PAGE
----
The topic of stereotypes have long been central to work in media literacy. School children are often taught that stereotypes are unambiguously bad and that we should strive for more “realistic” or “authentic” representations. Yet, there are many problems with this formulation, as Richard Dyer pointed out to us years and years ago, starting with the fact that it doesn’t address the reasons why popular art so often relies on stereotypes, it doesn’t really acknowledge the degree to which our pursuit of more respectible images may itself result simply in the construction of new and improved stereotypes, and it doesn’t acknowledge the many ways that artists — high and popular — play with stereotypes to heighten the public’s awareness of their constructed nature.
Today and tomorrow, I will be talking with media historian Nicholas Sammond about the place of stereotypes in popular culture, primarily read through the lens of two of his favorite topics — professional wrestling and American animation. I reached out to Sammond in part because of the interest here in wrestling in the wake of visits from Jim Ross and Mick Foley this term but also because of work that Project nml is doing on animation for its exemplar library. I am also trying to convince Nick that he should take up blogging as an outlet for his itch to do more as a public intellectual.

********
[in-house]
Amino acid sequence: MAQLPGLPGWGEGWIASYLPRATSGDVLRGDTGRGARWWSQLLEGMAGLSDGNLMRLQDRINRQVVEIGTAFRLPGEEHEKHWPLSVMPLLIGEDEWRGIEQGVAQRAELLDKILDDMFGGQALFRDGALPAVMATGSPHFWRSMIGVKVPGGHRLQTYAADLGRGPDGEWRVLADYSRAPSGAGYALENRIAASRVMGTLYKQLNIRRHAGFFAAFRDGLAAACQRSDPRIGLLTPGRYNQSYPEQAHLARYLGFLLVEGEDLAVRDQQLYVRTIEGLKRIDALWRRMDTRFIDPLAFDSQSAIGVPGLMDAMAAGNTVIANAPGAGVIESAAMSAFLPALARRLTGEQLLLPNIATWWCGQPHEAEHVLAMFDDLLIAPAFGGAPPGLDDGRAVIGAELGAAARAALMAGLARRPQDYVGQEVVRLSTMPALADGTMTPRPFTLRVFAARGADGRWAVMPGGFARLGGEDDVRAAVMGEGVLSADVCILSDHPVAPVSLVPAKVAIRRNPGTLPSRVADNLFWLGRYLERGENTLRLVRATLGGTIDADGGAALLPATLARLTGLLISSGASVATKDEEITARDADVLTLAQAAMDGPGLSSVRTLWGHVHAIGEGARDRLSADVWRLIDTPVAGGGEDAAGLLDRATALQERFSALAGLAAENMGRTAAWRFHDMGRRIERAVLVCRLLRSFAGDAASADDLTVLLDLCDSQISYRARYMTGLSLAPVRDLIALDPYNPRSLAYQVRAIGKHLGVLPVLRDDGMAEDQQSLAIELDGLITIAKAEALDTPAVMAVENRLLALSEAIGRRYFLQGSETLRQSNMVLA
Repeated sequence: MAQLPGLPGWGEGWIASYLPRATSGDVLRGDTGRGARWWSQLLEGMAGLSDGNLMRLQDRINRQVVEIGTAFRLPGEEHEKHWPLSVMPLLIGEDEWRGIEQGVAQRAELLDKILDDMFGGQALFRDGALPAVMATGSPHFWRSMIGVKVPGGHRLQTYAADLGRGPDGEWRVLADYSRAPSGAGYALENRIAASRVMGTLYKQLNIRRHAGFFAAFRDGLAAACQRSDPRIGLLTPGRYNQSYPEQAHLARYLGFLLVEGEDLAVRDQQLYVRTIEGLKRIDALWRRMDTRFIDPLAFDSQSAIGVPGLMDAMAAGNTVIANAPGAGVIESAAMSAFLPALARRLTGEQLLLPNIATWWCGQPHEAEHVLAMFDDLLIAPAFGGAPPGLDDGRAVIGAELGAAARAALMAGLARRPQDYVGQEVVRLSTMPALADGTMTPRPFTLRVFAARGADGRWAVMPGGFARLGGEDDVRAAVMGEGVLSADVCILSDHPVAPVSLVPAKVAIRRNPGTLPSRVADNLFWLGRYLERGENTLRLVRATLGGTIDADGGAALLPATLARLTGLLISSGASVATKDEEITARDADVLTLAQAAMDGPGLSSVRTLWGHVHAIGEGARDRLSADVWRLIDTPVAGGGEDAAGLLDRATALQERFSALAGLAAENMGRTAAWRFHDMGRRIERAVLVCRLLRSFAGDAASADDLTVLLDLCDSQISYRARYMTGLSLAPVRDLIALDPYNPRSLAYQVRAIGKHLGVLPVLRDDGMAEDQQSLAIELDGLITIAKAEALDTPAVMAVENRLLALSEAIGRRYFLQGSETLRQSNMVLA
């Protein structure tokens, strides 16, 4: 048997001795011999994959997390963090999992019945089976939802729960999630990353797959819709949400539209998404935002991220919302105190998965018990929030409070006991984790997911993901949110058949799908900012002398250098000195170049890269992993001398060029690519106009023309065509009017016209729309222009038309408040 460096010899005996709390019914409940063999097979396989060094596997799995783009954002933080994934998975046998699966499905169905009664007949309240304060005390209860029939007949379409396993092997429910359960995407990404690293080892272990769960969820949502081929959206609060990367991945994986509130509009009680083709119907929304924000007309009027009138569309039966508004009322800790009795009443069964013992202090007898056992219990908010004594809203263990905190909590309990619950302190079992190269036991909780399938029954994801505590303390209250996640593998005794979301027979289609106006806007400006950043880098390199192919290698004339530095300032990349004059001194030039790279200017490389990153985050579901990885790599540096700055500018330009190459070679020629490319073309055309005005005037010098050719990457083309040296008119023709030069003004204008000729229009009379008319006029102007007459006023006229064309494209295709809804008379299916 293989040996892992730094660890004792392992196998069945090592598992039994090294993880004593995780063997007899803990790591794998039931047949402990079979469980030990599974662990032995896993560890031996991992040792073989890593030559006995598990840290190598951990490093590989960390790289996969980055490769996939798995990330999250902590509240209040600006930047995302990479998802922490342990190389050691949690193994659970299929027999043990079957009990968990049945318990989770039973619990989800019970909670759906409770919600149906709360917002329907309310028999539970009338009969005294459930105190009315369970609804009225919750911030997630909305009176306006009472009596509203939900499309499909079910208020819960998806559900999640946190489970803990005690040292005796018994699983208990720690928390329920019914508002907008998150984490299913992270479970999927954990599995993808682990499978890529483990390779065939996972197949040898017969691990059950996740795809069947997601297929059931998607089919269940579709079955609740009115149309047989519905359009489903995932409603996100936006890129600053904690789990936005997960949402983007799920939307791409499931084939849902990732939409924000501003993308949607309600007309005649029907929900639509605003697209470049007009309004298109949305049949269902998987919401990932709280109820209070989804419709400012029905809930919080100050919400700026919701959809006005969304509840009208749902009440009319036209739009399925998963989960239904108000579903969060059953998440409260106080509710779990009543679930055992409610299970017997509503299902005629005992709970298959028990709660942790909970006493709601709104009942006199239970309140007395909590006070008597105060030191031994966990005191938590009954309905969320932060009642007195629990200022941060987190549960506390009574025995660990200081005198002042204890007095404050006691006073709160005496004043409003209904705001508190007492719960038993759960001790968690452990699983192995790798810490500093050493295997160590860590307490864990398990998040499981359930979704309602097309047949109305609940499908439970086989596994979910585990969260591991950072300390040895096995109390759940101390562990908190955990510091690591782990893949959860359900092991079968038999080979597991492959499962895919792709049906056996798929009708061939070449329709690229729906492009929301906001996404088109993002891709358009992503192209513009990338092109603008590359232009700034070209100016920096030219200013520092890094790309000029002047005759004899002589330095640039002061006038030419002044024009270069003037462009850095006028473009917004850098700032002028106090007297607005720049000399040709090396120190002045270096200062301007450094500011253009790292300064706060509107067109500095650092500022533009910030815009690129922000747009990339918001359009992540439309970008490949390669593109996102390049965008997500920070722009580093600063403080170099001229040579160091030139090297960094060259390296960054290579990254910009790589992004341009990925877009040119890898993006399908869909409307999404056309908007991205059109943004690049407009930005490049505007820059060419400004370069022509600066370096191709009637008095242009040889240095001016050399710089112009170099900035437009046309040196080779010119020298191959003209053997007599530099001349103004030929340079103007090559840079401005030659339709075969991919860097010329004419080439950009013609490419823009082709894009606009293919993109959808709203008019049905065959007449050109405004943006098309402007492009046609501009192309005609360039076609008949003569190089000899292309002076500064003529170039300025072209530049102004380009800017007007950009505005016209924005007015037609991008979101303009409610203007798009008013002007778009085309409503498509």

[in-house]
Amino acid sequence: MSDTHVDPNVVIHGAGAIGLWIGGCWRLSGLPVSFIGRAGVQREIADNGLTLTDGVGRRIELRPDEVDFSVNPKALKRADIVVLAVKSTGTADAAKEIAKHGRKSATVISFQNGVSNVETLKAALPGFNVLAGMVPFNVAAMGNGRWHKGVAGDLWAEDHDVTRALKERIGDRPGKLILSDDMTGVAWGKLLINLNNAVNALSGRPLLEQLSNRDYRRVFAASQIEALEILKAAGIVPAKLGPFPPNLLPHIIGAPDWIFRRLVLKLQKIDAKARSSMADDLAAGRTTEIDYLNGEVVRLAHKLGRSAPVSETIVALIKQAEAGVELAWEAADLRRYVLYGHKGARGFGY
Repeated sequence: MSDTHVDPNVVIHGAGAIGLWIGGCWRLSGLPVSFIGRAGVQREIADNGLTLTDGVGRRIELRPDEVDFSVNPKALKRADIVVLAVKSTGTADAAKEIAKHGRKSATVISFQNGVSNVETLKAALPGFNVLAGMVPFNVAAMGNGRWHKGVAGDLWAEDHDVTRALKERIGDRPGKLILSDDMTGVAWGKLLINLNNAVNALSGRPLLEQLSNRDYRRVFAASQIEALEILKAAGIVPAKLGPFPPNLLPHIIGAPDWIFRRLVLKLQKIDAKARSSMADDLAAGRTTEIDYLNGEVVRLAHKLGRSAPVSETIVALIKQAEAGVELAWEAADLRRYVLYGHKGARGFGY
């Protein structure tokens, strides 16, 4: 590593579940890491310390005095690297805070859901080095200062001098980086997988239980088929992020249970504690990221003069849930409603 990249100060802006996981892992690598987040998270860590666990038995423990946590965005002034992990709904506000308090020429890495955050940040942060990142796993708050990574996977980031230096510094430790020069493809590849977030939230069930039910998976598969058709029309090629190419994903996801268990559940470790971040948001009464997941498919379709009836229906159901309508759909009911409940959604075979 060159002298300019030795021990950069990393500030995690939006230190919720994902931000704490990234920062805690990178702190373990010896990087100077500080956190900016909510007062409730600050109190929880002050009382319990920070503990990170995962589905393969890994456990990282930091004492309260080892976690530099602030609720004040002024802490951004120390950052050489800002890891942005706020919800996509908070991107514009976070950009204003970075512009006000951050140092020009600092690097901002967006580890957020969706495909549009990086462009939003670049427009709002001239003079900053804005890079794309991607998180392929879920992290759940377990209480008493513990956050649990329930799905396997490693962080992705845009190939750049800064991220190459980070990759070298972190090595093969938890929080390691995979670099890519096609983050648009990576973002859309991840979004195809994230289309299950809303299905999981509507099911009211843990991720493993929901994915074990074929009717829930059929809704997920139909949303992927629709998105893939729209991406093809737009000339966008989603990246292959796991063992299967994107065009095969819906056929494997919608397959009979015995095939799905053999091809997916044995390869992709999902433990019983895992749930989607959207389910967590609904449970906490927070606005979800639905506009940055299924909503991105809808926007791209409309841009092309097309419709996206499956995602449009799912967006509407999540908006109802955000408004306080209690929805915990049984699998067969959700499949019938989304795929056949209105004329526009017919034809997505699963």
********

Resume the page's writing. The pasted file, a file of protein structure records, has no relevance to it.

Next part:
Here’s a little background on Nick:
Nicholas Sammond is Assistant Professor in Cinema Studies at the University of Toronto. His book, Babes in Tomorrowland: Walt Disney and the Making of the American Child, 1930-1960 (Duke University Press, 2005), received the 2006 Katherine Singer Kovacs award from SCMS. He is also the editor of Steel Chair to the Head: the Pleasure and Pain of Professional Wrestling (Duke University Press, 2005) and articles in such journals as Continuum, Television Quarterly, and Camera Obscura. Babes in Tomorrowland is a history of 20th century American childhood and its relation to popular media about and for children. Sammond’s current work, tentatively titled “Biting the Invisible Hand,” examines the place of blackface minstrelsy in the origins of American commercial animation.